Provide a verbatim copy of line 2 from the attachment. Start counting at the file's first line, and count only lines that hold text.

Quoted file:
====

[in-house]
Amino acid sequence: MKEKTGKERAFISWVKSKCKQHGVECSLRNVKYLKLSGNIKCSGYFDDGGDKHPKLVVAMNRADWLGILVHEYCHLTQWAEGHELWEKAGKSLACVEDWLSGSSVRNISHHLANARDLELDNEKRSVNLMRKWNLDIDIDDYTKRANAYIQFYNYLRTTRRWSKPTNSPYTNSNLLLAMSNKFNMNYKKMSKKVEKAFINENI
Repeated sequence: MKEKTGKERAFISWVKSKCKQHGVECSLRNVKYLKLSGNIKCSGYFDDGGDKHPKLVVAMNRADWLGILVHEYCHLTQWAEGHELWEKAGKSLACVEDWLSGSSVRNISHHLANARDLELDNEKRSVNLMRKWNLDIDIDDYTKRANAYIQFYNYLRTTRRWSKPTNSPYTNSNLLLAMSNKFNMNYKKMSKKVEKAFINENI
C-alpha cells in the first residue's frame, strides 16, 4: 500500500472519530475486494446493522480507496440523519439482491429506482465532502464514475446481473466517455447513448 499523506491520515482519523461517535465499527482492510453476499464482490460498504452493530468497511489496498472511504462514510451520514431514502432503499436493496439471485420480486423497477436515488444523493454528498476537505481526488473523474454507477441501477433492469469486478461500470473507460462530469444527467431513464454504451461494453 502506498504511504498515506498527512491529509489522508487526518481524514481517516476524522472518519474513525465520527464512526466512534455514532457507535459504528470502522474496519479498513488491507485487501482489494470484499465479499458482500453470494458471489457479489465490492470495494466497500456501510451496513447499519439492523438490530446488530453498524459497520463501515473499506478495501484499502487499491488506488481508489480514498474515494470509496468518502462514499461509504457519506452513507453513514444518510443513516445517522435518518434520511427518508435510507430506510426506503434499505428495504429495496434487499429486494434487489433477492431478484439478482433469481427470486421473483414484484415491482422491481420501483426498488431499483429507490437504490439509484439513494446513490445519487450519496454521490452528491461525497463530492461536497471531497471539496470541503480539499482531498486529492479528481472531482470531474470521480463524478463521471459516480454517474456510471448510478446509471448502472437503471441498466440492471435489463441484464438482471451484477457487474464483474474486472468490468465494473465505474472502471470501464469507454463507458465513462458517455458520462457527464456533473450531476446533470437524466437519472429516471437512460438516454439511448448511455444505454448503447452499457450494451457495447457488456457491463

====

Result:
Amino acid sequence: MKEKTGKERAFISWVKSKCKQHGVECSLRNVKYLKLSGNIKCSGYFDDGGDKHPKLVVAMNRADWLGILVHEYCHLTQWAEGHELWEKAGKSLACVEDWLSGSSVRNISHHLANARDLELDNEKRSVNLMRKWNLDIDIDDYTKRANAYIQFYNYLRTTRRWSKPTNSPYTNSNLLLAMSNKFNMNYKKMSKKVEKAFINENI